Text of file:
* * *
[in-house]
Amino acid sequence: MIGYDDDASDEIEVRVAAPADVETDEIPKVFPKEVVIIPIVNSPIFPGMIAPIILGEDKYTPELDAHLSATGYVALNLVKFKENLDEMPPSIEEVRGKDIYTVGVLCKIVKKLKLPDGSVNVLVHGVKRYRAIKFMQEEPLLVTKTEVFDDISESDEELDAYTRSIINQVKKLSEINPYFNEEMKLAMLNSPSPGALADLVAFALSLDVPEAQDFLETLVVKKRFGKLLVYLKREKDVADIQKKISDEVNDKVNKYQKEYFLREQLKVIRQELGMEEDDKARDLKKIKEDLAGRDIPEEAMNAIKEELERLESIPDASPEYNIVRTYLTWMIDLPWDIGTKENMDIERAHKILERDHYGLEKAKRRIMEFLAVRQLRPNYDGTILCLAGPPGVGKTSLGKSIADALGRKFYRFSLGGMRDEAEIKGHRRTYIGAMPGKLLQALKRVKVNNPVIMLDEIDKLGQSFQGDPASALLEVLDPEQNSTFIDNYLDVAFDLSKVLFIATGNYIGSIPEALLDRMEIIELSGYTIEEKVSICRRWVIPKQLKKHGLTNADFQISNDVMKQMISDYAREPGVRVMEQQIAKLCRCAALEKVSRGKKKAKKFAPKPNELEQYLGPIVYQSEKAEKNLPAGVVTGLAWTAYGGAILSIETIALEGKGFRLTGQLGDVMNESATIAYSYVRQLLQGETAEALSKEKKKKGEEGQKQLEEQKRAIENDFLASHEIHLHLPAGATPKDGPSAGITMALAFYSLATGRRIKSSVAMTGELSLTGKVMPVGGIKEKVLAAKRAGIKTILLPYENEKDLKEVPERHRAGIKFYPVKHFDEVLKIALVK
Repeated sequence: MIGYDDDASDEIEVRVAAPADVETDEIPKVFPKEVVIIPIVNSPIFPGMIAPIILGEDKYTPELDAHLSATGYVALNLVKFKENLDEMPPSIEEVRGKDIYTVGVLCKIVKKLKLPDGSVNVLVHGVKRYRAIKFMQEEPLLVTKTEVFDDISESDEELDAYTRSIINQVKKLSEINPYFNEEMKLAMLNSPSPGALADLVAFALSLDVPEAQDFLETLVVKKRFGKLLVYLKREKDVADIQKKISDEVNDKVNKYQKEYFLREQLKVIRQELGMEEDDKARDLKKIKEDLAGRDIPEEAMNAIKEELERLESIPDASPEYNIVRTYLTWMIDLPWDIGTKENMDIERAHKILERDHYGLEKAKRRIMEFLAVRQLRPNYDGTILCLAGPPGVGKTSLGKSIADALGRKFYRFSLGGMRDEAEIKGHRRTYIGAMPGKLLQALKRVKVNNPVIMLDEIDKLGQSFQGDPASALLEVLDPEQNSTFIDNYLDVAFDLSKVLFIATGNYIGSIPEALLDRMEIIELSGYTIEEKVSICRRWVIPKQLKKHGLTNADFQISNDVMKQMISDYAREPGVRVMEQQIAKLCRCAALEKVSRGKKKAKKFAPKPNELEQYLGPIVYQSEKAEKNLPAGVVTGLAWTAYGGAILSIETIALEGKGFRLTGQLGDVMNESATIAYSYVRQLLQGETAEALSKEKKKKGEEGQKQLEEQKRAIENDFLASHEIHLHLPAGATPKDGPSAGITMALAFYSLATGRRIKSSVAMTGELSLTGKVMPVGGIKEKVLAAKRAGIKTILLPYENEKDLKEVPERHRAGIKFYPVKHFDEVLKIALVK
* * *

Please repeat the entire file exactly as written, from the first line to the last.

[in-house]
Amino acid sequence: MIGYDDDASDEIEVRVAAPADVETDEIPKVFPKEVVIIPIVNSPIFPGMIAPIILGEDKYTPELDAHLSATGYVALNLVKFKENLDEMPPSIEEVRGKDIYTVGVLCKIVKKLKLPDGSVNVLVHGVKRYRAIKFMQEEPLLVTKTEVFDDISESDEELDAYTRSIINQVKKLSEINPYFNEEMKLAMLNSPSPGALADLVAFALSLDVPEAQDFLETLVVKKRFGKLLVYLKREKDVADIQKKISDEVNDKVNKYQKEYFLREQLKVIRQELGMEEDDKARDLKKIKEDLAGRDIPEEAMNAIKEELERLESIPDASPEYNIVRTYLTWMIDLPWDIGTKENMDIERAHKILERDHYGLEKAKRRIMEFLAVRQLRPNYDGTILCLAGPPGVGKTSLGKSIADALGRKFYRFSLGGMRDEAEIKGHRRTYIGAMPGKLLQALKRVKVNNPVIMLDEIDKLGQSFQGDPASALLEVLDPEQNSTFIDNYLDVAFDLSKVLFIATGNYIGSIPEALLDRMEIIELSGYTIEEKVSICRRWVIPKQLKKHGLTNADFQISNDVMKQMISDYAREPGVRVMEQQIAKLCRCAALEKVSRGKKKAKKFAPKPNELEQYLGPIVYQSEKAEKNLPAGVVTGLAWTAYGGAILSIETIALEGKGFRLTGQLGDVMNESATIAYSYVRQLLQGETAEALSKEKKKKGEEGQKQLEEQKRAIENDFLASHEIHLHLPAGATPKDGPSAGITMALAFYSLATGRRIKSSVAMTGELSLTGKVMPVGGIKEKVLAAKRAGIKTILLPYENEKDLKEVPERHRAGIKFYPVKHFDEVLKIALVK
Repeated sequence: MIGYDDDASDEIEVRVAAPADVETDEIPKVFPKEVVIIPIVNSPIFPGMIAPIILGEDKYTPELDAHLSATGYVALNLVKFKENLDEMPPSIEEVRGKDIYTVGVLCKIVKKLKLPDGSVNVLVHGVKRYRAIKFMQEEPLLVTKTEVFDDISESDEELDAYTRSIINQVKKLSEINPYFNEEMKLAMLNSPSPGALADLVAFALSLDVPEAQDFLETLVVKKRFGKLLVYLKREKDVADIQKKISDEVNDKVNKYQKEYFLREQLKVIRQELGMEEDDKARDLKKIKEDLAGRDIPEEAMNAIKEELERLESIPDASPEYNIVRTYLTWMIDLPWDIGTKENMDIERAHKILERDHYGLEKAKRRIMEFLAVRQLRPNYDGTILCLAGPPGVGKTSLGKSIADALGRKFYRFSLGGMRDEAEIKGHRRTYIGAMPGKLLQALKRVKVNNPVIMLDEIDKLGQSFQGDPASALLEVLDPEQNSTFIDNYLDVAFDLSKVLFIATGNYIGSIPEALLDRMEIIELSGYTIEEKVSICRRWVIPKQLKKHGLTNADFQISNDVMKQMISDYAREPGVRVMEQQIAKLCRCAALEKVSRGKKKAKKFAPKPNELEQYLGPIVYQSEKAEKNLPAGVVTGLAWTAYGGAILSIETIALEGKGFRLTGQLGDVMNESATIAYSYVRQLLQGETAEALSKEKKKKGEEGQKQLEEQKRAIENDFLASHEIHLHLPAGATPKDGPSAGITMALAFYSLATGRRIKSSVAMTGELSLTGKVMPVGGIKEKVLAAKRAGIKTILLPYENEKDLKEVPERHRAGIKFYPVKHFDEVLKIALVK